Cookies help us deliver our Services. By using our Services, you agree to our use of cookies. Learn More.

Whatever Happened To Storage Scholars After Shark Tank?

Not every product pitched on ABC's "Shark Tank" achieves success. Sure, there's a big bump in publicity for the product, and some do go on to be solidly successful even after failing to land an investment from Mark Cuban or Barbara Corcoran. That's what happened with the ReadeREST, for example. 

But not all those who manage to grab that startup cash are bound for success either. The history of "Shark Tank" is littered with products like ToyGaroo, Body Jac, and the memorably titled Sweet Ballz. All of them walked away with a sizeable investment from members of the panel, and either went belly up within a few years or are struggling to stay afloat today. 

There's no guarantee for anyone, including the duo who came up with and presented the idea for Storage Scholars during Season 14 of "Shark Tank." The pitch for the business, started by two classmates at Wake Forest University named Sam Chason and Matt Gronberg, was quite straightforward: They charged college friends to store their belongings near campus over summer break, both saving students the labor of lugging their possessions over long distances at the beginning and end of the school year and helping the two pay off their considerable student debt.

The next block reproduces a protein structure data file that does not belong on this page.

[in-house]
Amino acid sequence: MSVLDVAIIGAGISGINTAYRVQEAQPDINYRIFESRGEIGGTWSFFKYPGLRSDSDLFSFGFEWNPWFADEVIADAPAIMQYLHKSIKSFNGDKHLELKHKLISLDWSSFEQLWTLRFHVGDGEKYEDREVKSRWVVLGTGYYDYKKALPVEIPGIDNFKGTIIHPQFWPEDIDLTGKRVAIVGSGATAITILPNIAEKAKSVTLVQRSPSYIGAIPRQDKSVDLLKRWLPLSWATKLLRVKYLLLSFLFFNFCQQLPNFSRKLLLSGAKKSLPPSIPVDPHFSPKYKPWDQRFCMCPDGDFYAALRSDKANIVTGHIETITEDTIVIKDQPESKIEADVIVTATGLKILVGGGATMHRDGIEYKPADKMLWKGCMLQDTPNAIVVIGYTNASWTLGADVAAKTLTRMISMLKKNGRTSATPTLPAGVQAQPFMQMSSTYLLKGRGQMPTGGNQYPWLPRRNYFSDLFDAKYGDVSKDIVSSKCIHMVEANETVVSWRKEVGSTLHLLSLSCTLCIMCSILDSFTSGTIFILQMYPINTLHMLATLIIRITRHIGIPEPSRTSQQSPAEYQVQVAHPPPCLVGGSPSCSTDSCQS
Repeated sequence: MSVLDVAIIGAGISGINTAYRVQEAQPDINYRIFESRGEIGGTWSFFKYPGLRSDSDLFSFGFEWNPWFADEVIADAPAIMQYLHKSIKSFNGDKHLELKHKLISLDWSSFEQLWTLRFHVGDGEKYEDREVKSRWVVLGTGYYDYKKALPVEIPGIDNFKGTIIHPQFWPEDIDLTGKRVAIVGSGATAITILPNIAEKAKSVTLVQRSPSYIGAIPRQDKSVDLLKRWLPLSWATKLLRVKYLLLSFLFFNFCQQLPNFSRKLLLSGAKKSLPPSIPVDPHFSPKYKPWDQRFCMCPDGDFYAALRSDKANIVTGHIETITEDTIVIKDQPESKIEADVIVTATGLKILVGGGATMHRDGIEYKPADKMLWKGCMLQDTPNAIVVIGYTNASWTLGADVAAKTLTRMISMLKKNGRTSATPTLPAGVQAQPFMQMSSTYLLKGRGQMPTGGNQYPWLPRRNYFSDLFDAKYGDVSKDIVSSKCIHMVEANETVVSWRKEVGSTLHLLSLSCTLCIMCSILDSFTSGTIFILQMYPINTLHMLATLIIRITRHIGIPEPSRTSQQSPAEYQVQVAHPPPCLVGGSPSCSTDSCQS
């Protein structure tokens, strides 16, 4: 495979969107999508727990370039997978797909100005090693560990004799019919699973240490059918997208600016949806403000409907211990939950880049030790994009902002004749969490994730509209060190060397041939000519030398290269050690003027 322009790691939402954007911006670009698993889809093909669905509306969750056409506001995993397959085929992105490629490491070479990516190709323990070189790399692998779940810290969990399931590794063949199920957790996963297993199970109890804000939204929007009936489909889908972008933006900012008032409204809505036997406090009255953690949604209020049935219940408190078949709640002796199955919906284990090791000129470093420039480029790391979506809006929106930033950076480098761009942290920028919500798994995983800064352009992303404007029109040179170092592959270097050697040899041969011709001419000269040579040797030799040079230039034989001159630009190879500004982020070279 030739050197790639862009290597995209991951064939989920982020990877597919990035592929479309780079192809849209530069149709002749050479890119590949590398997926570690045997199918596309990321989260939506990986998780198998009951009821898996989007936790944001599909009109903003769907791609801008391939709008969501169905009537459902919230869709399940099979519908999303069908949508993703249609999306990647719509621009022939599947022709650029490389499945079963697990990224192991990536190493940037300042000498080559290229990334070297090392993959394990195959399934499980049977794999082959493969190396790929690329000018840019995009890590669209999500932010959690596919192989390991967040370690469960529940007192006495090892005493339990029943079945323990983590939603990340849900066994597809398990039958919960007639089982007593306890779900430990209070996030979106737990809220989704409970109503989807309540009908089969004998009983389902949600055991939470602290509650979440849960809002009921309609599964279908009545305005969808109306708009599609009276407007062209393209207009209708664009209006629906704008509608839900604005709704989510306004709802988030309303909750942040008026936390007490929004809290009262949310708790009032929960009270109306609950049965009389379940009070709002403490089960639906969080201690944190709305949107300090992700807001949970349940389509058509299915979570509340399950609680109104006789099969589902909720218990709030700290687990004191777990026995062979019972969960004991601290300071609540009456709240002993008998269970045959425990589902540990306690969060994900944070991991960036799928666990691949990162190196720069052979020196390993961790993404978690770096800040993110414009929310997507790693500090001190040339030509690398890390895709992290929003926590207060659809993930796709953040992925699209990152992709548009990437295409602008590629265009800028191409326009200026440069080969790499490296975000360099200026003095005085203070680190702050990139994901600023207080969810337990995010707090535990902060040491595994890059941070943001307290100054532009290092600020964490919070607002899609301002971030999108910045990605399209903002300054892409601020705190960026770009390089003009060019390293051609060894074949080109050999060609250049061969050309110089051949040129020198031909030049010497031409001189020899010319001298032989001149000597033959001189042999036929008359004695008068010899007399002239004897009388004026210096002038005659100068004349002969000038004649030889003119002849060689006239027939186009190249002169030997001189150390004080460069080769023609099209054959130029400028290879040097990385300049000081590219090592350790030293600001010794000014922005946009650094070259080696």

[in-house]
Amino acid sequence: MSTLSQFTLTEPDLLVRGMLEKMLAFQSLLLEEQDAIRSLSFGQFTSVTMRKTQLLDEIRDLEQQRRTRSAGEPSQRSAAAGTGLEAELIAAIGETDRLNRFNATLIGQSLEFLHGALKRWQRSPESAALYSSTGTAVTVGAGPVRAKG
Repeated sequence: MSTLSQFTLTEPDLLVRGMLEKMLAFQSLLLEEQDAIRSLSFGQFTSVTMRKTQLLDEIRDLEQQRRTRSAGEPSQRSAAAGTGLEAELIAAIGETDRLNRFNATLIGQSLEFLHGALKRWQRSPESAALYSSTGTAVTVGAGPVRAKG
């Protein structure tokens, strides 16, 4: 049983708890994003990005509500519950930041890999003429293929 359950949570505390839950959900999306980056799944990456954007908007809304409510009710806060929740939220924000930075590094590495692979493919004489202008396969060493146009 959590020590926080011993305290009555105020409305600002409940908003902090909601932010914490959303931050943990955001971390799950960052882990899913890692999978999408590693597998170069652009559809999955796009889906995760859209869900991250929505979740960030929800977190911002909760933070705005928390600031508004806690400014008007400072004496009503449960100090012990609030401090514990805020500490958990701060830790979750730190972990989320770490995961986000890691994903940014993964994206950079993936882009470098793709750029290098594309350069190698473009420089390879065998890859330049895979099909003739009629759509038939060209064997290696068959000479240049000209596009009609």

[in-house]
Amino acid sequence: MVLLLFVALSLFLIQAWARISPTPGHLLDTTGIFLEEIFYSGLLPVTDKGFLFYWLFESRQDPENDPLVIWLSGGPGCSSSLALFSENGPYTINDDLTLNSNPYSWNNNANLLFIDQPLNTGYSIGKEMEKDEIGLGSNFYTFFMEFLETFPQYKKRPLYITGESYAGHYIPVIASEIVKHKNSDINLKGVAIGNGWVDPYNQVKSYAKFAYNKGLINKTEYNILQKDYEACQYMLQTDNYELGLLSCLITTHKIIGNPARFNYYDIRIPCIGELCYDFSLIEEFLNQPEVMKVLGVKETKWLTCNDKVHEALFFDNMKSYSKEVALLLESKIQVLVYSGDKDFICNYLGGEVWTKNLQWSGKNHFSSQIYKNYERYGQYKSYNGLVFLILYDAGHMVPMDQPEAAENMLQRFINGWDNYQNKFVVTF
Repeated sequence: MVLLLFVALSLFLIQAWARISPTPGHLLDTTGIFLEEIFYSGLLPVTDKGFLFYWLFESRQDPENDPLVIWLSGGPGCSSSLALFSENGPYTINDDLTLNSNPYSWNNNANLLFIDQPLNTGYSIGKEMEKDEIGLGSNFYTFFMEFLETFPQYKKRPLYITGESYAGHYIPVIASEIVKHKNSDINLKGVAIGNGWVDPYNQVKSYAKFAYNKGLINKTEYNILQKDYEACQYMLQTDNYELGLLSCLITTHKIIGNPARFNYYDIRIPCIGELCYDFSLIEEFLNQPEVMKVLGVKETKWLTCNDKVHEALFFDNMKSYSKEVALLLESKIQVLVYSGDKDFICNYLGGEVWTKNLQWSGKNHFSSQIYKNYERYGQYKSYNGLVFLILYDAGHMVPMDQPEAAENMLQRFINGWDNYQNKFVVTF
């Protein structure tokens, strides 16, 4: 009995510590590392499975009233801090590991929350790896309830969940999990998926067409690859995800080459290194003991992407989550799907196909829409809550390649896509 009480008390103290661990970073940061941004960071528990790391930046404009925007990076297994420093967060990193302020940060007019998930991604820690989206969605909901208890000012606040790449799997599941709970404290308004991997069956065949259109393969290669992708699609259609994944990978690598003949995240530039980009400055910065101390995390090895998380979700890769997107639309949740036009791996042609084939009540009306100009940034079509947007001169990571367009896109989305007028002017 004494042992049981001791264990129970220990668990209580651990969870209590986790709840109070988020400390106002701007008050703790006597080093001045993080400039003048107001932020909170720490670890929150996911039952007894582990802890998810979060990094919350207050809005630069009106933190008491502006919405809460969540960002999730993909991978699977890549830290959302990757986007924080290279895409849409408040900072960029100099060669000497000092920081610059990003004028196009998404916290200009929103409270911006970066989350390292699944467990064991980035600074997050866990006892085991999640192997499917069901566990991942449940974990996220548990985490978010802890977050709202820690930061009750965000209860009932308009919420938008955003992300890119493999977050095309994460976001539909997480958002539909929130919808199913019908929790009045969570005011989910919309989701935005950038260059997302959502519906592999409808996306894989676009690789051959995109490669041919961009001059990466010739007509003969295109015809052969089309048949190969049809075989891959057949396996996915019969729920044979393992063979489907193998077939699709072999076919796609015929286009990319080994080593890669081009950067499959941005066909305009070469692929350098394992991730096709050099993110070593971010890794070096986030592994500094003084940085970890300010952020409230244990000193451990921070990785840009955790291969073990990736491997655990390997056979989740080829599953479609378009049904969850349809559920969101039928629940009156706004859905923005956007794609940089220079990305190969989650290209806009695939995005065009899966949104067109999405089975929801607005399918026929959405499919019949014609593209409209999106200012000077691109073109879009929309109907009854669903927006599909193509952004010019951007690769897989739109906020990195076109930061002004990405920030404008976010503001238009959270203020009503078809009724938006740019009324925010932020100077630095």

Storage Scholars is growing quickly

Some of it must have been the simplicity of the pitch on "Shark Tank." Or perhaps it was that Mark Cuban identified with Sam Chason and Matt Gronberg himself. Though money is clearly no object to the owner of the Dallas Mavericks, Cuban has been fairly outspoken about his support for student debt relief. Like Gronberg and Chason — who each had to find a way to pay a whopping $70,000 a year at Wake Forest — he too paid down his debt through a variety of college side hustles. 

Ultimately, the two entrepreneurs accepted Cuban's offer of $250,000, even rejecting Robert Herjavec's offer for twice as much. Cuban was willing to put some real enthusiasm into Storage Scholars after he shook on the deal with investors. In return for a 10 percent ownership stake in the company, Cuban promised to bring them not just a quarter million dollars, but his platform and his connections with schools across the country. "There's schools that I have connections to and if I get out there starting to talk about it," Cuban said (via CNBC.com), "the phone's going to ring for you to open up new schools." 

He was right too. Though Storage Scholars was pitched fairly recently — indeed, Season 14 is still ongoing as of the writing of this article — the company seems to be growing quickly. According to CNBC, it now operates at 48 schools across the United States.